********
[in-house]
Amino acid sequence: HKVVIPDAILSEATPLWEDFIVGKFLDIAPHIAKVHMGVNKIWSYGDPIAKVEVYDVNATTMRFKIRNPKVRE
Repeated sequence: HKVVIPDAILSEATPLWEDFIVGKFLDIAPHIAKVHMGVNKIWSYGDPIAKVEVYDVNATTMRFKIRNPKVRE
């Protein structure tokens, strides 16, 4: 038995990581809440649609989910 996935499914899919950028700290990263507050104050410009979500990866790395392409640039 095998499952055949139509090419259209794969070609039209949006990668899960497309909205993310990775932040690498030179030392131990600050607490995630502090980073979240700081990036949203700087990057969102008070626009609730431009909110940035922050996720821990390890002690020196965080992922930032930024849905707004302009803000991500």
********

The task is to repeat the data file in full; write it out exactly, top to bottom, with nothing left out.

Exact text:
[in-house]
Amino acid sequence: HKVVIPDAILSEATPLWEDFIVGKFLDIAPHIAKVHMGVNKIWSYGDPIAKVEVYDVNATTMRFKIRNPKVRE
Repeated sequence: HKVVIPDAILSEATPLWEDFIVGKFLDIAPHIAKVHMGVNKIWSYGDPIAKVEVYDVNATTMRFKIRNPKVRE
């Protein structure tokens, strides 16, 4: 038995990581809440649609989910 996935499914899919950028700290990263507050104050410009979500990866790395392409640039 095998499952055949139509090419259209794969070609039209949006990668899960497309909205993310990775932040690498030179030392131990600050607490995630502090980073979240700081990036949203700087990057969102008070626009609730431009909110940035922050996720821990390890002690020196965080992922930032930024849905707004302009803000991500």